Bringing major league professional sports to Las Vegas would, by definition, bring in competition for existing entertainment dollars, and I can't see how roadblock after roadblock wouldn't be thrown up by the gaming and hotel interests.
(special thanks to Keith Law for helping me figure out that "muera" is the opposite of "viva." Keep your eye on that guy. I think he may just make it in this business)
It's been a few years since I've watched the Simpsons regularly. Like a lot of people have noted, it lost its fastball years ago. But it's still crafty and knows how to get people out. Like the one from last Sunday, in which the idea of publicly funded stadiums was caught looking. Quoteable moment at the 18:22 mark, as Mr. Burns opens his new basketball arena:
Welcome to the American Dream: A billionaire using public funds to construct a private playground for the rich and powerful!
And there's some bonus Mark Cuban, too!
(dual hat tips: to Atlantic Yards Report for writing about and linking to the whole episode, and to Pete Toms, for letting me know that Atlantic Yards was writing about and linking to the whole episode)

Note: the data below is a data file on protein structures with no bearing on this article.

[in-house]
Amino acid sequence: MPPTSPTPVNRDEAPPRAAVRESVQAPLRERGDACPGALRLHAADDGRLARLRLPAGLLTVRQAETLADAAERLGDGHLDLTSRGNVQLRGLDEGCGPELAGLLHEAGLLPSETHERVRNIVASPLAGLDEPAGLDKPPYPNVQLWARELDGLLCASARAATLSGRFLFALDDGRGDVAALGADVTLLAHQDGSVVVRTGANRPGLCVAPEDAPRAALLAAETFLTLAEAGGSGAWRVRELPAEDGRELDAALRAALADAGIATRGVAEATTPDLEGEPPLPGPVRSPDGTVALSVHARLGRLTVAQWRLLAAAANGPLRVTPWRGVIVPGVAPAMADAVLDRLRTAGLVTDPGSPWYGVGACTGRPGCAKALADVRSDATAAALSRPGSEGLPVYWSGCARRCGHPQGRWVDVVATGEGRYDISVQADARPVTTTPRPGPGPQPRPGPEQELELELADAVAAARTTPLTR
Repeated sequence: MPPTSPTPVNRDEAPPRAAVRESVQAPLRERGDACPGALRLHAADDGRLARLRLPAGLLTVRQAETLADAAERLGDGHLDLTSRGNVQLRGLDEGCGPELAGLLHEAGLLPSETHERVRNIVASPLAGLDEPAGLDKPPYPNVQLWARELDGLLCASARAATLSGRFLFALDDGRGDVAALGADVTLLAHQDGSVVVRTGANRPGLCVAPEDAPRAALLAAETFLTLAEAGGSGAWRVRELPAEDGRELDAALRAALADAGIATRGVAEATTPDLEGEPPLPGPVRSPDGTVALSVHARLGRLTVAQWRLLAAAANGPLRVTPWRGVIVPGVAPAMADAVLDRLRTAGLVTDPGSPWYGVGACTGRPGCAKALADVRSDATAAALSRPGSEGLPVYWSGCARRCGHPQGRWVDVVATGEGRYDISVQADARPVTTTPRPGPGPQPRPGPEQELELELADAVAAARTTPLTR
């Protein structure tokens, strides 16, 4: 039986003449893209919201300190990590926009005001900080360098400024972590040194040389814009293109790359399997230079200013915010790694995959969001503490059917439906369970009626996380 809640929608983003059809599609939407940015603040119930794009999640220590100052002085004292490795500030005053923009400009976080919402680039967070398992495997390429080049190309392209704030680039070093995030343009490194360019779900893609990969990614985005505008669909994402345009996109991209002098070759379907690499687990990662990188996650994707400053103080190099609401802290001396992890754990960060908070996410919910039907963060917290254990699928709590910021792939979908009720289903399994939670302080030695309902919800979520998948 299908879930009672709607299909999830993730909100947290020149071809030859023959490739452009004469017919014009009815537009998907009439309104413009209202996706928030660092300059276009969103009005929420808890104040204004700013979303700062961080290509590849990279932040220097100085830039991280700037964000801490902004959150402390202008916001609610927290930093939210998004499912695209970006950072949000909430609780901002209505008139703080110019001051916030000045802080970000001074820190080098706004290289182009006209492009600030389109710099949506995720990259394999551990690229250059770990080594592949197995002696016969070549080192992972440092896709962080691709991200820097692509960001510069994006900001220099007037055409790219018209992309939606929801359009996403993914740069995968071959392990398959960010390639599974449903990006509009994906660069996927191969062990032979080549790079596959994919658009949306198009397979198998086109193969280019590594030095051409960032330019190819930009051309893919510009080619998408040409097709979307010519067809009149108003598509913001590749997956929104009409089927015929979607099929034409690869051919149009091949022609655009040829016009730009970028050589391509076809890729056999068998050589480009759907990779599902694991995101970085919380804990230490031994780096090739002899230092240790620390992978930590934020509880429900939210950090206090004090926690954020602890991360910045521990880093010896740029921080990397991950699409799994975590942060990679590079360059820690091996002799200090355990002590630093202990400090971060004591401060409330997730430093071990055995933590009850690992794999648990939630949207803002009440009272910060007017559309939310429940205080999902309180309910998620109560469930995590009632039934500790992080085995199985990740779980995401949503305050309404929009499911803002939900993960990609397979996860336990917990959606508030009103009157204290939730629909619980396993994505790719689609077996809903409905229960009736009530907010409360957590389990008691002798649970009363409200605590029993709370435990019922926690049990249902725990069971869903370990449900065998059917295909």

So there's this thing just about every first year law student reads called “The Common Law Origins of the Infield Fly Rule.” It's a law review note from the 70s that draws an analogy between the infield fly rule and the Anglo-American common law, each of which were refined with incremental changes over time and each of which can be maddeningly confusing to the average observer. It's quite a famous bit of legal writing, as these things go, and it's dryly funny too. Given its subject, it was one of the few things I read in law school that I actually enjoyed and actually remember. Legal beagles who haven't read it can find it at 123 U. Pa. L. Rev. 1474 (1975).
Sadly, the fellow who wrote it has died:
William S. Stevens, whose slyly humorous law-review note on the relationship between baseball’s infield fly rule and Anglo-American common law became one of the most celebrated and imitated analyses in American legal history, died Monday in Anchorage, where he was working. He was 60 and lived in Narberth, Pa. The cause was a heart attack, said T. Dennis Sullivan, his brother-in-law . . .
He shouldn't have worried much about his ego. Most of us in this profession make no real mark and bring no real joy to anyone. Stevens did both, and for that I'll always have a good thought in my head and a good feeling in my heart for the guy.
(thanks to Jason for the heads up)